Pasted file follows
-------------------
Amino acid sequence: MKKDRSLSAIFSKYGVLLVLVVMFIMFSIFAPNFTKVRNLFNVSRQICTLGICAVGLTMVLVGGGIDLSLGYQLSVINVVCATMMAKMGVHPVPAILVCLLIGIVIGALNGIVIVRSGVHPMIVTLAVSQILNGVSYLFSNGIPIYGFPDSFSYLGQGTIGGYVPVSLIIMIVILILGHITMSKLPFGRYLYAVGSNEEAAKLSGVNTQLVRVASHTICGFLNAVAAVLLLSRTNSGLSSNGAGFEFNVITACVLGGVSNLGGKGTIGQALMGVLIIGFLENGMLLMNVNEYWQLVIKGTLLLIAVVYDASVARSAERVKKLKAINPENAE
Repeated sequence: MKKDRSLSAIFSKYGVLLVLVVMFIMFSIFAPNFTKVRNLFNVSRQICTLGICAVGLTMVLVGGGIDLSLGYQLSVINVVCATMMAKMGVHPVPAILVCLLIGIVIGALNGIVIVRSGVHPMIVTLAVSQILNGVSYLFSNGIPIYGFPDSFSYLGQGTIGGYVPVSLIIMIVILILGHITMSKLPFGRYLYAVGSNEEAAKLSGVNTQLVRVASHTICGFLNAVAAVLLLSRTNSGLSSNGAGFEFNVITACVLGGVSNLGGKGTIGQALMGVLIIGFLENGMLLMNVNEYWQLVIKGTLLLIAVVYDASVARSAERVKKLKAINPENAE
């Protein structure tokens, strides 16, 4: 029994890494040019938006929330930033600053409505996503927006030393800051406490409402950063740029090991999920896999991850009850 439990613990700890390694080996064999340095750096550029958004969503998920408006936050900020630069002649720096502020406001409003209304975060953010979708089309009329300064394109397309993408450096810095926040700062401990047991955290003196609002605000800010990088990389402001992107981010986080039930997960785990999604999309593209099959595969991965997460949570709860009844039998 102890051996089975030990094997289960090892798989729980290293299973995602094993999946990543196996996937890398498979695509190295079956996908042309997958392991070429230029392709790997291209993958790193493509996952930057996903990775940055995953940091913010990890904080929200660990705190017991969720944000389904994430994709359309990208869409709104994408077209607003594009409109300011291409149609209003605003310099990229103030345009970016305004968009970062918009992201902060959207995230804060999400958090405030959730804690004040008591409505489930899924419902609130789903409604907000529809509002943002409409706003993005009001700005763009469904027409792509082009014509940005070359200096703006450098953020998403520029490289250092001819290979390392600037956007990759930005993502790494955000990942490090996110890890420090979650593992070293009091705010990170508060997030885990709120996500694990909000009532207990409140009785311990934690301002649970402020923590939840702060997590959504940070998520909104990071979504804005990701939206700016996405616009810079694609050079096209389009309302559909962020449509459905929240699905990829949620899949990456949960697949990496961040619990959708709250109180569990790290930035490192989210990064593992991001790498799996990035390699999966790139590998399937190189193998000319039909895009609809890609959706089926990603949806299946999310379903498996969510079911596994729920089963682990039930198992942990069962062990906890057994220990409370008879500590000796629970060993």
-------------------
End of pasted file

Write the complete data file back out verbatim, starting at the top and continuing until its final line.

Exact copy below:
Amino acid sequence: MKKDRSLSAIFSKYGVLLVLVVMFIMFSIFAPNFTKVRNLFNVSRQICTLGICAVGLTMVLVGGGIDLSLGYQLSVINVVCATMMAKMGVHPVPAILVCLLIGIVIGALNGIVIVRSGVHPMIVTLAVSQILNGVSYLFSNGIPIYGFPDSFSYLGQGTIGGYVPVSLIIMIVILILGHITMSKLPFGRYLYAVGSNEEAAKLSGVNTQLVRVASHTICGFLNAVAAVLLLSRTNSGLSSNGAGFEFNVITACVLGGVSNLGGKGTIGQALMGVLIIGFLENGMLLMNVNEYWQLVIKGTLLLIAVVYDASVARSAERVKKLKAINPENAE
Repeated sequence: MKKDRSLSAIFSKYGVLLVLVVMFIMFSIFAPNFTKVRNLFNVSRQICTLGICAVGLTMVLVGGGIDLSLGYQLSVINVVCATMMAKMGVHPVPAILVCLLIGIVIGALNGIVIVRSGVHPMIVTLAVSQILNGVSYLFSNGIPIYGFPDSFSYLGQGTIGGYVPVSLIIMIVILILGHITMSKLPFGRYLYAVGSNEEAAKLSGVNTQLVRVASHTICGFLNAVAAVLLLSRTNSGLSSNGAGFEFNVITACVLGGVSNLGGKGTIGQALMGVLIIGFLENGMLLMNVNEYWQLVIKGTLLLIAVVYDASVARSAERVKKLKAINPENAE
């Protein structure tokens, strides 16, 4: 029994890494040019938006929330930033600053409505996503927006030393800051406490409402950063740029090991999920896999991850009850 439990613990700890390694080996064999340095750096550029958004969503998920408006936050900020630069002649720096502020406001409003209304975060953010979708089309009329300064394109397309993408450096810095926040700062401990047991955290003196609002605000800010990088990389402001992107981010986080039930997960785990999604999309593209099959595969991965997460949570709860009844039998 102890051996089975030990094997289960090892798989729980290293299973995602094993999946990543196996996937890398498979695509190295079956996908042309997958392991070429230029392709790997291209993958790193493509996952930057996903990775940055995953940091913010990890904080929200660990705190017991969720944000389904994430994709359309990208869409709104994408077209607003594009409109300011291409149609209003605003310099990229103030345009970016305004968009970062918009992201902060959207995230804060999400958090405030959730804690004040008591409505489930899924419902609130789903409604907000529809509002943002409409706003993005009001700005763009469904027409792509082009014509940005070359200096703006450098953020998403520029490289250092001819290979390392600037956007990759930005993502790494955000990942490090996110890890420090979650593992070293009091705010990170508060997030885990709120996500694990909000009532207990409140009785311990934690301002649970402020923590939840702060997590959504940070998520909104990071979504804005990701939206700016996405616009810079694609050079096209389009309302559909962020449509459905929240699905990829949620899949990456949960697949990496961040619990959708709250109180569990790290930035490192989210990064593992991001790498799996990035390699999966790139590998399937190189193998000319039909895009609809890609959706089926990603949806299946999310379903498996969510079911596994729920089963682990039930198992942990069962062990906890057994220990409370008879500590000796629970060993």